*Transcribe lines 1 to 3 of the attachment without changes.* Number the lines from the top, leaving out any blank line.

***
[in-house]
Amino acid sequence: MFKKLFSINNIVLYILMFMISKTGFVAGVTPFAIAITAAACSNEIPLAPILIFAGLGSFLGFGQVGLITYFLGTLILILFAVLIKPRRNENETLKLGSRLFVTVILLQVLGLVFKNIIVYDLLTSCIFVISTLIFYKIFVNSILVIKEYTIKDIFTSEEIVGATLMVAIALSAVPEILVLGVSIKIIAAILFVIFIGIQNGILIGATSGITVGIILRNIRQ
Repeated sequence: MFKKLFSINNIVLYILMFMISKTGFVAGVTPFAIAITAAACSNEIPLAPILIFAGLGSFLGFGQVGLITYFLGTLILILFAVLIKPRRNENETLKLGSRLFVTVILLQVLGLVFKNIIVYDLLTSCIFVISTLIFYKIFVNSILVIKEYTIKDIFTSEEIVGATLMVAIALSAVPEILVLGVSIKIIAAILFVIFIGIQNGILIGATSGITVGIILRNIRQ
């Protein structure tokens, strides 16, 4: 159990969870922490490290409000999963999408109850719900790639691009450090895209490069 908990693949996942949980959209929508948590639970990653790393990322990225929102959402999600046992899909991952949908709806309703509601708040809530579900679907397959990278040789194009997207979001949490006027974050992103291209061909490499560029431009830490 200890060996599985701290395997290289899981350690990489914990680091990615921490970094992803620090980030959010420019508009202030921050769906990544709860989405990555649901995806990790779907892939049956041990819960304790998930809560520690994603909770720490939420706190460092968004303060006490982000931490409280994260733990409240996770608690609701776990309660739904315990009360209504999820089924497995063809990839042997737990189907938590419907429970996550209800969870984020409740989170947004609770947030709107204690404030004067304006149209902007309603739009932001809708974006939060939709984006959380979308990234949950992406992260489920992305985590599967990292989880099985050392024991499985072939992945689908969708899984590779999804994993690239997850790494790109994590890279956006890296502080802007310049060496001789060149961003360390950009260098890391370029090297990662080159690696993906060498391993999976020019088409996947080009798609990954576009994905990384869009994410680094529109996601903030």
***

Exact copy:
[in-house]
Amino acid sequence: MFKKLFSINNIVLYILMFMISKTGFVAGVTPFAIAITAAACSNEIPLAPILIFAGLGSFLGFGQVGLITYFLGTLILILFAVLIKPRRNENETLKLGSRLFVTVILLQVLGLVFKNIIVYDLLTSCIFVISTLIFYKIFVNSILVIKEYTIKDIFTSEEIVGATLMVAIALSAVPEILVLGVSIKIIAAILFVIFIGIQNGILIGATSGITVGIILRNIRQ
Repeated sequence: MFKKLFSINNIVLYILMFMISKTGFVAGVTPFAIAITAAACSNEIPLAPILIFAGLGSFLGFGQVGLITYFLGTLILILFAVLIKPRRNENETLKLGSRLFVTVILLQVLGLVFKNIIVYDLLTSCIFVISTLIFYKIFVNSILVIKEYTIKDIFTSEEIVGATLMVAIALSAVPEILVLGVSIKIIAAILFVIFIGIQNGILIGATSGITVGIILRNIRQ